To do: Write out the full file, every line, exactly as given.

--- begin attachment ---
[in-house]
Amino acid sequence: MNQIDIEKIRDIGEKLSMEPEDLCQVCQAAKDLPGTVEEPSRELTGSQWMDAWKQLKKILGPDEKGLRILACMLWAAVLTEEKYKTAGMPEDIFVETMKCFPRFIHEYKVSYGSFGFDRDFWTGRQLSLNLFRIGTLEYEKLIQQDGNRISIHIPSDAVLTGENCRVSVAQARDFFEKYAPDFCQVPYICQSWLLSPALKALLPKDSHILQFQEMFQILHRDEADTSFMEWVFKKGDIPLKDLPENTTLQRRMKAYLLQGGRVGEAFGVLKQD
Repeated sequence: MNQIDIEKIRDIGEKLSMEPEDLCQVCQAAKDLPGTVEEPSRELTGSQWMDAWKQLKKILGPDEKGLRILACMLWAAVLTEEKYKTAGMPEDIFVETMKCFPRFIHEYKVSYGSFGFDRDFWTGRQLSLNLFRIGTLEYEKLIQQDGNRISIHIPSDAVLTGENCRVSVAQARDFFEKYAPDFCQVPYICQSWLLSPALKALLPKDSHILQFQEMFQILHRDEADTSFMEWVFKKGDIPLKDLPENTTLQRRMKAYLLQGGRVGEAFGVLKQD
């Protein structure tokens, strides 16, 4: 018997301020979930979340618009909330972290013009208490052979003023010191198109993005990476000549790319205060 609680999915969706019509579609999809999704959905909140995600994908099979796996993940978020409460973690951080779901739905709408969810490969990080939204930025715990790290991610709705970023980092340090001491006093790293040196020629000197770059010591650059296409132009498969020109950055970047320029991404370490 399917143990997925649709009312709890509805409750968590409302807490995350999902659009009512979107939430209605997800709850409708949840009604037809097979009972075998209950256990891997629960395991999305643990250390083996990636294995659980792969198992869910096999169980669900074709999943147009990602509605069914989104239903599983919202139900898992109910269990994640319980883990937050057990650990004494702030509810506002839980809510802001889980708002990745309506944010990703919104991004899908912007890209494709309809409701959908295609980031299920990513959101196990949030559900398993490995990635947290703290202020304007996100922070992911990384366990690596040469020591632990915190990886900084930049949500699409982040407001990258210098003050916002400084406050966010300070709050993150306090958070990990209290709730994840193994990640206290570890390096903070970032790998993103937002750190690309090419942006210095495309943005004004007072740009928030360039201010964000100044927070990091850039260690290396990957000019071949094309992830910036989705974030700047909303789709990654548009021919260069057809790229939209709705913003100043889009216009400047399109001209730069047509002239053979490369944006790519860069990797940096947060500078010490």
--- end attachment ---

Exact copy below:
[in-house]
Amino acid sequence: MNQIDIEKIRDIGEKLSMEPEDLCQVCQAAKDLPGTVEEPSRELTGSQWMDAWKQLKKILGPDEKGLRILACMLWAAVLTEEKYKTAGMPEDIFVETMKCFPRFIHEYKVSYGSFGFDRDFWTGRQLSLNLFRIGTLEYEKLIQQDGNRISIHIPSDAVLTGENCRVSVAQARDFFEKYAPDFCQVPYICQSWLLSPALKALLPKDSHILQFQEMFQILHRDEADTSFMEWVFKKGDIPLKDLPENTTLQRRMKAYLLQGGRVGEAFGVLKQD
Repeated sequence: MNQIDIEKIRDIGEKLSMEPEDLCQVCQAAKDLPGTVEEPSRELTGSQWMDAWKQLKKILGPDEKGLRILACMLWAAVLTEEKYKTAGMPEDIFVETMKCFPRFIHEYKVSYGSFGFDRDFWTGRQLSLNLFRIGTLEYEKLIQQDGNRISIHIPSDAVLTGENCRVSVAQARDFFEKYAPDFCQVPYICQSWLLSPALKALLPKDSHILQFQEMFQILHRDEADTSFMEWVFKKGDIPLKDLPENTTLQRRMKAYLLQGGRVGEAFGVLKQD
């Protein structure tokens, strides 16, 4: 018997301020979930979340618009909330972290013009208490052979003023010191198109993005990476000549790319205060 609680999915969706019509579609999809999704959905909140995600994908099979796996993940978020409460973690951080779901739905709408969810490969990080939204930025715990790290991610709705970023980092340090001491006093790293040196020629000197770059010591650059296409132009498969020109950055970047320029991404370490 399917143990997925649709009312709890509805409750968590409302807490995350999902659009009512979107939430209605997800709850409708949840009604037809097979009972075998209950256990891997629960395991999305643990250390083996990636294995659980792969198992869910096999169980669900074709999943147009990602509605069914989104239903599983919202139900898992109910269990994640319980883990937050057990650990004494702030509810506002839980809510802001889980708002990745309506944010990703919104991004899908912007890209494709309809409701959908295609980031299920990513959101196990949030559900398993490995990635947290703290202020304007996100922070992911990384366990690596040469020591632990915190990886900084930049949500699409982040407001990258210098003050916002400084406050966010300070709050993150306090958070990990209290709730994840193994990640206290570890390096903070970032790998993103937002750190690309090419942006210095495309943005004004007072740009928030360039201010964000100044927070990091850039260690290396990957000019071949094309992830910036989705974030700047909303789709990654548009021919260069057809790229939209709705913003100043889009216009400047399109001209730069047509002239053979490369944006790519860069990797940096947060500078010490």